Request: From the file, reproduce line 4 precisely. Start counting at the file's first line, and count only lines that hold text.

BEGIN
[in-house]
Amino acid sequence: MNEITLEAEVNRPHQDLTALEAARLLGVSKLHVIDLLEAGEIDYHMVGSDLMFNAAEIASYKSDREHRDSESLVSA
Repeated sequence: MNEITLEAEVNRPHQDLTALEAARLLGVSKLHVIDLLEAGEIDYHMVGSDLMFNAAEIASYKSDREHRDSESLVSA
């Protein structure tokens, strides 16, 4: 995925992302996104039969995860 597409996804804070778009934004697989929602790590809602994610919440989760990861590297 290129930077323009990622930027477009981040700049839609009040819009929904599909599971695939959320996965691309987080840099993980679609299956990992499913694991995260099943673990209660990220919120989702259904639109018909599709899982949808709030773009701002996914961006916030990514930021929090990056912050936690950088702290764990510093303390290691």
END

């Protein structure tokens, strides 16, 4: 995925992302996104039969995860 597409996804804070778009934004697989929602790590809602994610919440989760990861590297 290129930077323009990622930027477009981040700049839609009040819009929904599909599971695939959320996965691309987080840099993980679609299956990992499913694991995260099943673990209660990220919120989702259904639109018909599709899982949808709030773009701002996914961006916030990514930021929090990056912050936690950088702290764990510093303390290691």